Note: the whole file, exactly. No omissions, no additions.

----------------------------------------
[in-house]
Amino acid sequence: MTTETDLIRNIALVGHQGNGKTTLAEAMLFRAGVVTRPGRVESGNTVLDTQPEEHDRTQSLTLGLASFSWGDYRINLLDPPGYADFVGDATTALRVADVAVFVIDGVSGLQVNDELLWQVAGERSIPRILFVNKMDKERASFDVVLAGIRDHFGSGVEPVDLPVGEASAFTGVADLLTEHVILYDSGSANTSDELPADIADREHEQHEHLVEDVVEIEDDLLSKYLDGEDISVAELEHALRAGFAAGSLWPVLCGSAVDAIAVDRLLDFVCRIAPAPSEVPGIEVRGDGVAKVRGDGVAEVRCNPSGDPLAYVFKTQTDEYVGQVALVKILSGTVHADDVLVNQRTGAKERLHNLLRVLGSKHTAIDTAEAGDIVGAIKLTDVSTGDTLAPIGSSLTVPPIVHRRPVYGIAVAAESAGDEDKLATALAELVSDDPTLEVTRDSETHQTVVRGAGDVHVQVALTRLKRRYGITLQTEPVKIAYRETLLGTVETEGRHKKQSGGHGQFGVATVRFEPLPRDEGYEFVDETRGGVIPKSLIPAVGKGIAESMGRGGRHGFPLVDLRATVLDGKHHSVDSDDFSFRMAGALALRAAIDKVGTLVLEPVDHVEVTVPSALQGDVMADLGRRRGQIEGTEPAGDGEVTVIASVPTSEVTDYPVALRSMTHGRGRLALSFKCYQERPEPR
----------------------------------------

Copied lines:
[in-house]
Amino acid sequence: MTTETDLIRNIALVGHQGNGKTTLAEAMLFRAGVVTRPGRVESGNTVLDTQPEEHDRTQSLTLGLASFSWGDYRINLLDPPGYADFVGDATTALRVADVAVFVIDGVSGLQVNDELLWQVAGERSIPRILFVNKMDKERASFDVVLAGIRDHFGSGVEPVDLPVGEASAFTGVADLLTEHVILYDSGSANTSDELPADIADREHEQHEHLVEDVVEIEDDLLSKYLDGEDISVAELEHALRAGFAAGSLWPVLCGSAVDAIAVDRLLDFVCRIAPAPSEVPGIEVRGDGVAKVRGDGVAEVRCNPSGDPLAYVFKTQTDEYVGQVALVKILSGTVHADDVLVNQRTGAKERLHNLLRVLGSKHTAIDTAEAGDIVGAIKLTDVSTGDTLAPIGSSLTVPPIVHRRPVYGIAVAAESAGDEDKLATALAELVSDDPTLEVTRDSETHQTVVRGAGDVHVQVALTRLKRRYGITLQTEPVKIAYRETLLGTVETEGRHKKQSGGHGQFGVATVRFEPLPRDEGYEFVDETRGGVIPKSLIPAVGKGIAESMGRGGRHGFPLVDLRATVLDGKHHSVDSDDFSFRMAGALALRAAIDKVGTLVLEPVDHVEVTVPSALQGDVMADLGRRRGQIEGTEPAGDGEVTVIASVPTSEVTDYPVALRSMTHGRGRLALSFKCYQERPEPR